Are Museums Really 'Hiding' The Imperial Past?

Hannah Silvester | 1 August 2018

Public History | Imperial History | Global History | Cultural History | Social History | Indigenous History | History From Below | Gender History

National Railway Museum, Enginorum, p. 79. © Science Museum Group 

In 1903, this postcard was delivered to the engineer’s office in Paddington railway station, sent by a former colleague from Cape Town. The engineers stuck it into their office scrapbook, nicknamed Enginorum, which currently lives in the archives of the National Railway Museum (NRM), where I discovered it whilst on placement planning a fictitious exhibition.

As a student interested in women’s experiences of imperialism, I have long believed that museums should be doing more to engage with the British Empire and I was drawn to the picture immediately. It completely encapsulates the way imperialists interacted with and viewed colonised women.

In writing “The prospective Wives of” the engineers, the sender eroticises these women and assumes their ownership. As this was a prevalent attitude across the Empire, I desperately wanted to include the image in my exhibition.

Given the critiques that museums are ‘hiding’ the imperial past, I was pleasantly surprised to find that all NRM staff I spoke to actively encouraged me to include it in my exhibition. Like me, they all seemed to believe that museums should be more engaged with the British Empire.

Why then had they failed to do so?

In my exhibition planning I was to discover a few possible reasons why. Coming across questions – practical, intellectual, and ethical – that my academic work had rarely forced upon me, issues that left me constantly switching between including the postcard and discarding it.

When presenting my exhibition plan, a colleague asked me ‘What would you do if your funding was halved?’. The main floor of the NRM is open plan, which means it can become quite loud and chaotic when the museum is busy. I decided to build cladded walls around my exhibition so that I could provide a closed-off, quiet space in the museum.

This, I hoped, would give visitors a private area to seriously reflect upon the history of the British Empire. The cladding would likely have been the most expensive part of the exhibit. Meaning that I would have had to remove it if funding was cut. Given its intended function, to provide a quiet space for reflection, this would likely have led me to forgo the display of imperial objects.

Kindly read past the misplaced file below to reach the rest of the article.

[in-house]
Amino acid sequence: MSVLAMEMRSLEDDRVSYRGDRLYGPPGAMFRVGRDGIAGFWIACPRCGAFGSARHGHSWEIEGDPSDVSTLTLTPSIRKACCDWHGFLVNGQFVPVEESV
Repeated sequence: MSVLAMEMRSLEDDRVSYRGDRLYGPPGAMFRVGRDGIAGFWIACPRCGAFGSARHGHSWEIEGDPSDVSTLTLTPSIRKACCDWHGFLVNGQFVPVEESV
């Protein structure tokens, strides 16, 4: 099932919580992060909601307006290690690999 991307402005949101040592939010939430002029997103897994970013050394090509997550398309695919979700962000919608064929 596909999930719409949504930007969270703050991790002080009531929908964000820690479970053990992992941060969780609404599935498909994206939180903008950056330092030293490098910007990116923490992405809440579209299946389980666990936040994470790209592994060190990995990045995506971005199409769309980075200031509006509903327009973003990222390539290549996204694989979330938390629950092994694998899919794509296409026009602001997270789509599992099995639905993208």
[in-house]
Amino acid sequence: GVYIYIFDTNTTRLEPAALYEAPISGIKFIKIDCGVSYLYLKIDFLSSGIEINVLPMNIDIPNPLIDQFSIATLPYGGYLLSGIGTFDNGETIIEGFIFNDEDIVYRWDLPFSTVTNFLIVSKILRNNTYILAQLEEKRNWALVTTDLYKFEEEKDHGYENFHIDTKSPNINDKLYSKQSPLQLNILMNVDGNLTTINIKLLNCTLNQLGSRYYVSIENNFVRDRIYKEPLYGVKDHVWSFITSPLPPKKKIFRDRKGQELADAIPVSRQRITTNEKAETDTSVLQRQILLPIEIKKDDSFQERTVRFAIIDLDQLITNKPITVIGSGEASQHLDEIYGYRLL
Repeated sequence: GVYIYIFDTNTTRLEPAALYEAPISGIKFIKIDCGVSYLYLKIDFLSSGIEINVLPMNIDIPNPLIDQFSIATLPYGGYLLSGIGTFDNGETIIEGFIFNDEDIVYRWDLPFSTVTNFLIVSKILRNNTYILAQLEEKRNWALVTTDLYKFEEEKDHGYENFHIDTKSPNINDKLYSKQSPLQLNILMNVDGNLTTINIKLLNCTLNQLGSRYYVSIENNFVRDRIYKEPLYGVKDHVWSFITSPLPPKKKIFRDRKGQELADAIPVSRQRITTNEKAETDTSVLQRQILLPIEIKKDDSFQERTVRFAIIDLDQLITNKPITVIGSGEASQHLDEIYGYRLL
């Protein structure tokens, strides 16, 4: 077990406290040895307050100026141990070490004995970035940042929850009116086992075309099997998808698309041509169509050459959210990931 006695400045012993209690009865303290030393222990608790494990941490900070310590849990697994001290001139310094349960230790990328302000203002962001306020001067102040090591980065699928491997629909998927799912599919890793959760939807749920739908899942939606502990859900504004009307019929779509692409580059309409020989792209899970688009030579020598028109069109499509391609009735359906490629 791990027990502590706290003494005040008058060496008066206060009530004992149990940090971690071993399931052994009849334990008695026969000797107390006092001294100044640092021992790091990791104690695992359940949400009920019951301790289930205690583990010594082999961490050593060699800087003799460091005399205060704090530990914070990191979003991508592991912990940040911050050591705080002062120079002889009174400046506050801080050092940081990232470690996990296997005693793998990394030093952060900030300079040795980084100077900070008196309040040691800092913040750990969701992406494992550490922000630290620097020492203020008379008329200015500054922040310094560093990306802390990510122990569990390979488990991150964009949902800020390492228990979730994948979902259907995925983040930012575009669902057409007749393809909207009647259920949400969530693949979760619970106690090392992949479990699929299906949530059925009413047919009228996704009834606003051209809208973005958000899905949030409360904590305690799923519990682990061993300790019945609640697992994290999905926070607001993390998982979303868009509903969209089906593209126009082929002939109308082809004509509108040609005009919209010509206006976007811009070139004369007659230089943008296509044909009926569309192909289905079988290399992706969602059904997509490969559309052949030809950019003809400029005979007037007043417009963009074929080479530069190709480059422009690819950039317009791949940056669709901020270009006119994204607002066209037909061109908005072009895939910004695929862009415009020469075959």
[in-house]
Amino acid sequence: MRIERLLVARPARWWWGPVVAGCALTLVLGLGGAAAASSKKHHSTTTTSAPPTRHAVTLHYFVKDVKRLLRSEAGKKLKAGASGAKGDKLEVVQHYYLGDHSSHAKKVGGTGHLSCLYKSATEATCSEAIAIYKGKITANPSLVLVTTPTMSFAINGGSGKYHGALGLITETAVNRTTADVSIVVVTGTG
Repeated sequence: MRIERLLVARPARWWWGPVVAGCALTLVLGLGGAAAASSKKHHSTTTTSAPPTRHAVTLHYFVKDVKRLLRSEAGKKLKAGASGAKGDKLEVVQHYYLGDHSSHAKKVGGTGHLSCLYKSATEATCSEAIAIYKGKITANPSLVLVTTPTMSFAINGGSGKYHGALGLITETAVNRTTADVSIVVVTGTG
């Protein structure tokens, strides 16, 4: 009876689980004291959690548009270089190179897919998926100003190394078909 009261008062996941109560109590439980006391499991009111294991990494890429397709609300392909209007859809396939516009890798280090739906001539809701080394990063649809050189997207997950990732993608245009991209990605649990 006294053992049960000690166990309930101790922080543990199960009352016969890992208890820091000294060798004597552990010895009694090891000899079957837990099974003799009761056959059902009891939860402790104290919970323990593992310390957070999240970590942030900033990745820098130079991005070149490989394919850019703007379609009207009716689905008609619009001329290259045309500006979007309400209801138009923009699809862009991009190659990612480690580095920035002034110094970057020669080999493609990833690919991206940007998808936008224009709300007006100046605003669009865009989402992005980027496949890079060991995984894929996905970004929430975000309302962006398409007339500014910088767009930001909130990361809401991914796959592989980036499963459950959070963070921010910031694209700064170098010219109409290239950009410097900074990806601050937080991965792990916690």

This conflict between what staff thought should be displayed and what funding would allow played out repeatedly. I frequently heard of wonderful objects, both imperial and non-imperial, which had truly amazing stories but could not be displayed as they did not fulfil the objectives of a grant.

An advisor to the former British Empire and Commonwealth Museum once said that ‘nobody wins plaudits for funding exhibitions on empire’. Perhaps, then, the charges made against museum staff of ‘hiding’ the imperial past are over-simplistic, unfair even, and should also be directed at funding bodies.

Visitor reactions to the postcard also concerned me. Not because I was afraid of criticism for discussing the Empire. I would have openly embraced the debate. Instead, I was worried about how people would look at the bodies of the women depicted.

In a museum visited primarily by school children, I was fearful that the naked breasts would turn my exhibition into a joke. This would recreate the power imbalance in the original image by reducing the women and their bodies to the source of amusement for a second time.

Initially, I thought that I could use this to my advantage. I could teach the public about how the very act of looking is inherently marred by our own prejudices. However, object labels, I was advised, are best kept to around fifty words to retain a visitor’s attention. A word count which includes the object’s name, reference number, and date. There was no way I could have discussed such a complex issue in such a short space.

Also, the women of the image look uncomfortable and their stances appear forced. To me, it looks like they were coerced into being photographed, so had little power in the production of the image. Was I further stripping them of agency by exhibiting them for a second time?

Plus, in thinking that I had a right to decide whether to display their bodies, wasn’t I just assuming the same level of ownership over them as its original sender? This was an ethical dilemma that resurfaced when deciding whether I should even include the image here.

I still passionately believe that museums should be doing more to discuss the British Empire. But museums are complex institutions facing countless financial, political and moral pressures. It is this multifaceted nature that I believe is largely responsible for their imperial silence.

Not once at the NRM did I feel discouraged from talking about Empire, nor did I witness any deliberate attempt to hide the past. Instead, I found like-minded people frustratingly trapped between the history they wanted to tell and the history they could tell.

Hannah Silvester is a MA student at the University of Sheffield. Her interests lie in gender history in late colonial and postcolonial South Asia. Hannah’s current work focuses on using Muslim women’s literature as a historical archive of nationalist and feminist thought in the years prior to and immediately after the partition of 1947.